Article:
The amendment did not apply to Hawaii during the period of its transition from the Republic of Hawaii to a territory of the United States. By joint resolution of Congress, passed July 7, 1898, the Hawaiian Islands were annexed "as a part of the territory of the United States, and subject to the sovereign dominion thereof," with the following condition: "the municipal legislation of the islands not enacted for the fulfillment of the treaties so extinguished, and not inconsistent with this joint resolution. contrary to the Constitution of the
United States," etc.
In 1899 a prisoner was tried upon an indictment accord
• 140 U. S., 453, 464. Cook v. United States, 138 U. S., 157, 181. 10 163 U. S., 376, 381, 382.
ing to the usual course of procedure in the Republic of Hawaii, which permitted a person to be tried without an indictment by a grand jury, and permitted a conviction by nine members of the jury of twelve. The prisoner was convicted and sentenced to the penitentiary, and subsequently sought his release by writ of habeas corpus, claiming that he was entitled to the protection of the fifth amendment. Mr. Justice Brown, in delivering the opinion of a majority of the court in Hawaii v. Makichi, held that it was not intended by the resolution of Congress to abolish at once the criminal procedure theretofore in force in the islands of Hawaii, and to substitute immediately, and without legislation, the common-law proceedings by grand and petit juries, and that the conviction being August 12, 1898, and June 4, 1900, in accordance with the legislation at the time of the annexation was legal, although it did not give the defendant the benefit of the fifth amendment to the Constitution.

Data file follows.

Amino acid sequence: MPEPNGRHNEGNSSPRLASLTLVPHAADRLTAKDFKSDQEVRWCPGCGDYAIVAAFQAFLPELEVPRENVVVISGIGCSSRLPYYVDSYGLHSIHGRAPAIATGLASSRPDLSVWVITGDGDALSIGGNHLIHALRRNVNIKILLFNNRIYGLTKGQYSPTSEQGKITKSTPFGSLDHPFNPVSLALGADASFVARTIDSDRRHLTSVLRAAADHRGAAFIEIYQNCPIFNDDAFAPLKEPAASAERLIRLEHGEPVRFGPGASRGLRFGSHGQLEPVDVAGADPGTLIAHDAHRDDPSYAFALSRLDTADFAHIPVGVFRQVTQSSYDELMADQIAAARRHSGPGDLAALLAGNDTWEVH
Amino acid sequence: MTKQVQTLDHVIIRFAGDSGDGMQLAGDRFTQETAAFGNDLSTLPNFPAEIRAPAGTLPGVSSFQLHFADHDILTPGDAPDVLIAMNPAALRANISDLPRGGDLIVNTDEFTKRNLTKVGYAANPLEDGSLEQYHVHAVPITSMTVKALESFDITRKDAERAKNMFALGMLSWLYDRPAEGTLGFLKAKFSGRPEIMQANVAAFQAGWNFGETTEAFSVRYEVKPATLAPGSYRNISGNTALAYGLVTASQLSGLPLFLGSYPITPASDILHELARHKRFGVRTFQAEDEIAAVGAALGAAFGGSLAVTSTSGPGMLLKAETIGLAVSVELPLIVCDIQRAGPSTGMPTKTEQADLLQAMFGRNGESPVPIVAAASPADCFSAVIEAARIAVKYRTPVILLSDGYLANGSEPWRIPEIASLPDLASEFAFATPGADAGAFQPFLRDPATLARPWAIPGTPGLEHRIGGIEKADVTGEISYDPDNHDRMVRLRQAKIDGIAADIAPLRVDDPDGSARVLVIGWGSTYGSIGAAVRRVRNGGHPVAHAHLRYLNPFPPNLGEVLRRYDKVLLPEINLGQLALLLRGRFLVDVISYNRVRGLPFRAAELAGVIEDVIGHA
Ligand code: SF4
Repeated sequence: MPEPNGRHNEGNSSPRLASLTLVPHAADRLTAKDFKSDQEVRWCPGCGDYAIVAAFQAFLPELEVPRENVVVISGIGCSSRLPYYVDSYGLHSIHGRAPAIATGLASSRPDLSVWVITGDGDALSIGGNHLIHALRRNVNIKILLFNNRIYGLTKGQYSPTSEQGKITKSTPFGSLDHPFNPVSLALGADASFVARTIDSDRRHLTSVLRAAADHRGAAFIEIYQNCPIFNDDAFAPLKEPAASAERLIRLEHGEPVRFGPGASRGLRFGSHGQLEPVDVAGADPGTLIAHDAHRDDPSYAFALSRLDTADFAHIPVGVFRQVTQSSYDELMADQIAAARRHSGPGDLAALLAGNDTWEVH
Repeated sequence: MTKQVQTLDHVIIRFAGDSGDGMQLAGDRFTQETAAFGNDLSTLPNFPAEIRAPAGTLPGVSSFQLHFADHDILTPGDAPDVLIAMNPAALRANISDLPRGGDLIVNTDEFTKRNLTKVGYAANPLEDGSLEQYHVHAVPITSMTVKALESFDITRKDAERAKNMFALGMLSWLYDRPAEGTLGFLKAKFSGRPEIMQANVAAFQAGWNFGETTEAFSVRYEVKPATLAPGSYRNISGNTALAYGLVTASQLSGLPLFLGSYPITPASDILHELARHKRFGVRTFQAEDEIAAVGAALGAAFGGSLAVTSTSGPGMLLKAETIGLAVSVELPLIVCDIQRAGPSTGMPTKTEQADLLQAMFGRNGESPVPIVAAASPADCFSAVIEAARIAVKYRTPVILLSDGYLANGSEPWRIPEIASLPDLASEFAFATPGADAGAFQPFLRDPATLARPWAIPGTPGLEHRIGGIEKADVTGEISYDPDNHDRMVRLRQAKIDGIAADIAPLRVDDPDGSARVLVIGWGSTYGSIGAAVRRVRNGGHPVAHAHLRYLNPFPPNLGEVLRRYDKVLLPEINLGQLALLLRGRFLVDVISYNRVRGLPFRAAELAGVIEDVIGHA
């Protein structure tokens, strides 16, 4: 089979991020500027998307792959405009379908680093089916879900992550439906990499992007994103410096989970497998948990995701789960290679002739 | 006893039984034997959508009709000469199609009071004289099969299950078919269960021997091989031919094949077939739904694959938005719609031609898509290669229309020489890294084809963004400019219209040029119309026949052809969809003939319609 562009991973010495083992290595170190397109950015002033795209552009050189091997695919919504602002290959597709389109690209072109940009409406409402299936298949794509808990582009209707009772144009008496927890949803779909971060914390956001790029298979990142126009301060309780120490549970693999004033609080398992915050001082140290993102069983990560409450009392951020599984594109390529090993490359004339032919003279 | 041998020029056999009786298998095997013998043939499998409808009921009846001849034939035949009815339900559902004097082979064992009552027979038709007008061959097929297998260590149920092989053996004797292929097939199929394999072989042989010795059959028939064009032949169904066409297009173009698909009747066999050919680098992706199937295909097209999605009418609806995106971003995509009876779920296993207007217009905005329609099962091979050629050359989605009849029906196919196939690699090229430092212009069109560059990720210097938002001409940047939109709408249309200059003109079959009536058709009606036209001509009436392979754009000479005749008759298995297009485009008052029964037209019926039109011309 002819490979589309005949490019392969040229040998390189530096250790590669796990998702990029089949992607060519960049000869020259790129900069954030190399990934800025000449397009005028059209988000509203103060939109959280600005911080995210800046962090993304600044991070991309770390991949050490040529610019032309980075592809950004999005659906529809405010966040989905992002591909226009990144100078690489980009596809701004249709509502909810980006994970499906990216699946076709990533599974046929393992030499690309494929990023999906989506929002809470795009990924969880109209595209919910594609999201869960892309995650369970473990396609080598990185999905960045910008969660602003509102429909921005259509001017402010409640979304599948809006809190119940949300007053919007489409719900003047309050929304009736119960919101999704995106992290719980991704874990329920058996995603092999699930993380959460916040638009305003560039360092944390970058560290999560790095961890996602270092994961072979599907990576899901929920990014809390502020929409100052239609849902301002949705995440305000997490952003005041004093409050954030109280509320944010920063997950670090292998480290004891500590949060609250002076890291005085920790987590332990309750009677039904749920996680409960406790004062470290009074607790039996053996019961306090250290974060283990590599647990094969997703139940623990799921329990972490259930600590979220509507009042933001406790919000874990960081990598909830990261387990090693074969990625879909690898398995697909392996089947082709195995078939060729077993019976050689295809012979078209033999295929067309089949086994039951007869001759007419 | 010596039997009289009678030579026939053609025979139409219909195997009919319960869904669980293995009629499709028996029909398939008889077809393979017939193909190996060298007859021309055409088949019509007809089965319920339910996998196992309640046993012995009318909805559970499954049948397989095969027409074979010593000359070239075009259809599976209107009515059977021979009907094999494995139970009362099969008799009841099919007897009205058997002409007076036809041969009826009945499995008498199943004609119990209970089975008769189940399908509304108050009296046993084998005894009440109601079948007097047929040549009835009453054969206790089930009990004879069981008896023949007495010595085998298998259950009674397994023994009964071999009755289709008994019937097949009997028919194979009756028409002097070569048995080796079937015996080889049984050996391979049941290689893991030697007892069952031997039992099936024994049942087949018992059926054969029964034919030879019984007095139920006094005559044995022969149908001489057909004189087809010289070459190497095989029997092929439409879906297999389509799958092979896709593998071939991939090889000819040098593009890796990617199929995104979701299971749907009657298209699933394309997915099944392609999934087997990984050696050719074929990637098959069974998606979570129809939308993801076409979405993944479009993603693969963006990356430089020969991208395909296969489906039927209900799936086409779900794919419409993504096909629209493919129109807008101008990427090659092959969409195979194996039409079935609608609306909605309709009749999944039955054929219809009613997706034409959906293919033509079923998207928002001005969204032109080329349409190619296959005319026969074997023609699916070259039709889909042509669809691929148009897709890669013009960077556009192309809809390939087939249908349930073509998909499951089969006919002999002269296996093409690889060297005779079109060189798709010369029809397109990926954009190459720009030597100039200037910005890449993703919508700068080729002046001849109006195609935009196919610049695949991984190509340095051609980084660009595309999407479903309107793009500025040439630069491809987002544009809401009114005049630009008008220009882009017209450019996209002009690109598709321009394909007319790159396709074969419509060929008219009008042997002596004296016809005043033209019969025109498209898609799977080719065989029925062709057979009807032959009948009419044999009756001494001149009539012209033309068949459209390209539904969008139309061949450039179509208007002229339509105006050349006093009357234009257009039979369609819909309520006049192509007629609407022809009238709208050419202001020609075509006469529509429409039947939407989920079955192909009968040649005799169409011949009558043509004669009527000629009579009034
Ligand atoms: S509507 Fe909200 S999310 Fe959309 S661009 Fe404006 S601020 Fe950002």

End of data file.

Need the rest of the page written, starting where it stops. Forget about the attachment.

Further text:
What is a capital or otherwise infamous crime?-A capital crime is an offense punishable by death. famous crime is one punishable by imprisonment at hard labor. In Mackin et al. v. United States,12 the defendants were indicted for offenses punishable by fine and imprisonment. It was held that the crimes charged against the defendants were infamous crimes within the meaning of the fifth amendment to the Constitution.
In United States v. De Walt,13 it was held that imprisonment in a State prison or penitentiary, with or without hard labor, is an infamous punishment; also that a crime punishable by imprisonment for a term of years at hard labor is an infamous crime within the meaning of the Fifth Amendment.11
Unless on presentment or indictment of a Grand Jury.In ex parte M'Clusky,15 the Judge said:
"Has any person the right to surrender his liberty in violation of a fundamental right, secured to him for the protection of the liberty of such person by the Fifth
11 190 U. S., 197, 213.
12 117 U. S., 348. Parkinson v. United States, 121 U. S., 281. 13 128 U. S., 393, 394.
14 Ex parte Wilson, 114 U. S., 417, 429.
15 40 Fed. Rep., 71, 74, 76.